Senators asked whether Cardona would take the same approach as education secretary.

“We need schools to open safely and to stay open safely, while that was considered partisan and dangerous when some suggested it last year. Since President Biden won [and] over a million vaccines from Operation Warp Speed [are] being delivered daily, more folks who’ve changed their tune and I welcome that change. COVID-19 related school closures have led to significant learning loss,” said Burr.

But there are huge differences in opinion about the role the federal government should play in measuring that loss, and Burr and others, who don’t believe students should be required to take standardized tests this spring, asked Cardona where he stands on the issue. In Connecticut, Cardona requested a waiver from the U.S. Department of Education to not use this spring’s standardized test results in the state’s accountability system and scoring of schools and districts.

While Cardona didn’t articulate a firm position on the question, he said he sees value in benchmarking.

Miguel Cardona during his confirmation hearing

“If we don’t assess where our students are, and their level of performance, it’s going to be difficult for us to provide some targeted support in our resource allocation in the manner that can best support the closing of the [achievement] gaps that have been exacerbated due to this pandemic,” Cardona said.

Connecticut Sen. Chris Murphy agreed, saying the tests are a tool to measure whether federal spending is working.

“I think it’s really hard to figure out how to target resources if you don’t know how your kids are performing,” he said. “We want to make sure that money is spent well and having a sense of what kids are succeeding and what kids aren’t.”

Asked whether he supports having all students and staff vaccinated before schools reopen for in-person learning, Cardona said he doesn’t believe that was necessary in Connecticut.

“We have examples — and I know in Connecticut we have many examples — but we have great examples throughout our country of schools that are able to reopen safely and do so while following mitigation strategies. While I recognize that that is the case, I do believe that making sure surveillance testing is something that we focus on,” Cardona said.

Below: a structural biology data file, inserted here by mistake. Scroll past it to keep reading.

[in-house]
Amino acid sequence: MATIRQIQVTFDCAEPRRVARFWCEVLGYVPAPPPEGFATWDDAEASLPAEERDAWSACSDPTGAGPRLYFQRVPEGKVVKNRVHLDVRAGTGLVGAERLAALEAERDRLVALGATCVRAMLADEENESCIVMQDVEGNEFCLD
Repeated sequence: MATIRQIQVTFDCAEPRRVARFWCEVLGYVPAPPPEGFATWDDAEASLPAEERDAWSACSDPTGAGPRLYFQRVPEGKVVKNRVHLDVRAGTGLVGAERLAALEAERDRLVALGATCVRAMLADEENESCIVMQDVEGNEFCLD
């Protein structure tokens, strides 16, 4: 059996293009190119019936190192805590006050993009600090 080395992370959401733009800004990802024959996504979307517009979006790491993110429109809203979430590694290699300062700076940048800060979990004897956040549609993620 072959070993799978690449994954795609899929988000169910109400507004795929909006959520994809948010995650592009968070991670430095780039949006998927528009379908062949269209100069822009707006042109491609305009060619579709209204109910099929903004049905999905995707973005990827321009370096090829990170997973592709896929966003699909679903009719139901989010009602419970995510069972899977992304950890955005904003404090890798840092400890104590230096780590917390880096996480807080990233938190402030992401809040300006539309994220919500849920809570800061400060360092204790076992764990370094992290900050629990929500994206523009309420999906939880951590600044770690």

Cardona also made the case for Congress to pass legislation, as Biden is proposing, to funnel more money to schools.

“So much change has happened. We’re going to need more counselors in our schools, we’re going to need to make sure we have summer programming, we’re going to need to make sure we have extended day,” Cardona said.  “If we really want to recover, we really need to invest now or we’re going to pay later.”

A screen grab of Gov. Lamont watching Cardona’s confirmation.
A screen grab of Gov. Lamont watching Cardona’s confirmation.

Gov. Ned Lamont, who watched Cardona’s confirmation hearing from his office at the state Capitol, has touted Connecticut’s push to get students back into classrooms — a message that was reinforced Wednesday.

“The goal was to get as many kids back in the classroom because that is where they would be the most successful, and that was where they would be safest when it came to the spread of COVID-19, so long as proper public health procedures and infection controls were put in place. Connecticut has proven to be a leader in this area, as the Centers for Disease Control recently affirmed the priority in getting kids back in the classroom,” said Max Reiss, the governor’s spokesman. “As for more federal support for schools, any additional relief is welcome, as it will only strengthen the state’s efforts to provide in-person education to as many children as possible.”

Student debt

An important part of the nation’s recovery from the pandemic, Cardona said, is to boost college enrollment. In his opening statement, he raised the impact the decline in college enrollment will have on this generation of students.

“Those declines were most striking at community colleges, institutions that have long served as entry points to higher education and economic mobility for so many,” he said.

Nationwide, community college enrollment dropped by 9.5% this fall. In Connecticut, there was a 15% drop at the start of the semester, a number which included a substantial number of Black and Latino students.

To rebuild the community colleges, Cardona wants to do more to make community college programs accessible, especially for first-generation students who may not see it as an option.

“We will make community college accessible to every student who seeks opportunity through education, including strengthening this nation’s best-kept secret: community colleges,” Cardona said.